I still have that pizza problem today…love it, eat it weekly and still a fan of Dominos. I can openly live with this “pizza problem.”
One has to wonder how HSUS employees sleep at night knowing full well that they are spending their vast resources to drive a vegetarian agenda and hides a lifestyle choice as a moral cause. And they do so while constantly misrepresenting themselves to the general public.
Thankfully many people are taking note of the online “Farmers Paying It Forward with Pizza” campaign that was the brainchild of Clarence, Missouri pork producer and Ag blogger Chris Chinn.
The Brownfield Network became the most recent public entity to take note of Dominos act of corporate heroism. A logical decision really, but heroic none-the-less given the lack of spine and sense of right that seems to have invaded much of corporate America.
So, thanks to Chris, Brownfield and many others for bringing this into the light of day and challenging us all to show support of Dominos. And for the record I like my activism with parmesan sprinkled on top.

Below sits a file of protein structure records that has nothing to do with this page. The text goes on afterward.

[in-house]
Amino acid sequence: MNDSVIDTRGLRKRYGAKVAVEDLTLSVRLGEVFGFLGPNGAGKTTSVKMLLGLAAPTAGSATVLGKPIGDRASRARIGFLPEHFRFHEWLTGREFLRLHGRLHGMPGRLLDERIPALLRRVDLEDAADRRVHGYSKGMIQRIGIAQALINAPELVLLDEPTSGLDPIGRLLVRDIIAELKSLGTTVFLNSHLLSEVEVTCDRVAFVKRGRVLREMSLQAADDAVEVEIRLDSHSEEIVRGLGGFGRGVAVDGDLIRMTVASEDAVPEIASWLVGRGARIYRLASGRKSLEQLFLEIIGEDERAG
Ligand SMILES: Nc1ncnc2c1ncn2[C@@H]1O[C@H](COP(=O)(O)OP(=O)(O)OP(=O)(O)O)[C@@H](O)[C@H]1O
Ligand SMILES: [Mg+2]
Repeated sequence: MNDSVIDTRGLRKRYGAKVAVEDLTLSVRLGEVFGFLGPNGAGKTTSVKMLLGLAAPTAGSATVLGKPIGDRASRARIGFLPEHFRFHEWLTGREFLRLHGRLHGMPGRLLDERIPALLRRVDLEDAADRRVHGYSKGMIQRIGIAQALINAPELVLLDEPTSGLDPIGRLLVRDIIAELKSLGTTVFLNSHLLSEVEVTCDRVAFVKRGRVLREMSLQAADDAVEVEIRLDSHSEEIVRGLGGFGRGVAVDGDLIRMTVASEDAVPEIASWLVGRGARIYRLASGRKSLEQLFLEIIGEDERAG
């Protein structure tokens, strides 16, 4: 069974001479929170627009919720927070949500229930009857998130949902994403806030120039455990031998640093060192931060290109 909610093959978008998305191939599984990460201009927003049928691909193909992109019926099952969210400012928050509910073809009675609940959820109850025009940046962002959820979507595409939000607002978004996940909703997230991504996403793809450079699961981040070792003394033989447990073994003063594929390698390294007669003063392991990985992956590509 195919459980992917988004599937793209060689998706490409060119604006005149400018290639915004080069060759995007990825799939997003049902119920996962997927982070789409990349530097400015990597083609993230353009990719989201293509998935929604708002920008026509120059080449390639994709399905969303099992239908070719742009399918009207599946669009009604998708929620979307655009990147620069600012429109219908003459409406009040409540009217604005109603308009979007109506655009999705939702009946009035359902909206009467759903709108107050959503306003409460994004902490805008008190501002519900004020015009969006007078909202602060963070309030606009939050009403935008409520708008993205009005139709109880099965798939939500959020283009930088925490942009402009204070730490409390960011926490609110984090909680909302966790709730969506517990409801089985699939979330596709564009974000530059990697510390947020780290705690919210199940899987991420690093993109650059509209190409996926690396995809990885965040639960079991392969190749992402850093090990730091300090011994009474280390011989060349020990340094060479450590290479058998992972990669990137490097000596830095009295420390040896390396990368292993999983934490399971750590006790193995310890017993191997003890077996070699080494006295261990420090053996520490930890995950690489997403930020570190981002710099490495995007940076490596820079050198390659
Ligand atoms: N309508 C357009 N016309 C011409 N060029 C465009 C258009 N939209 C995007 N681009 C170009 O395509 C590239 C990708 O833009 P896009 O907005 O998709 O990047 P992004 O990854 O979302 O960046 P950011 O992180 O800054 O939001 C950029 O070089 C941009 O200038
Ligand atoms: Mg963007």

Posted By Cathryn May 9, 2012
In coverage of the recent “occupation” of agricultural research land at the University of California- Berkley, one essential point was striking in its absence. While a public university, the land these so-called activists forcibly took over is, in fact, private property. Their actions in doing so showed complete disregard for the principles upon which our nation was founded, for the well-being of the institution’s students and for the rapidly growing world population whose food security depends upon the products of agricultural research.
Clinging to worn-out rhetoric shrouded in a mindless, trendy façade, these protesters stand against a fundamental principle upon which the nation is based. The ownership of private property has been held as a fundamental value of American society since the revolution. The nation’s forefathers enshrined it in the Constitution, and, in doing so, created a country to which many have fled in order to gain this protection. Placing their judgment above that of the university governing board, state government and of the people which those legislators represent, this fringe group forcibly chose to repurpose land to suit its own agenda.
What did the people who support this university lose?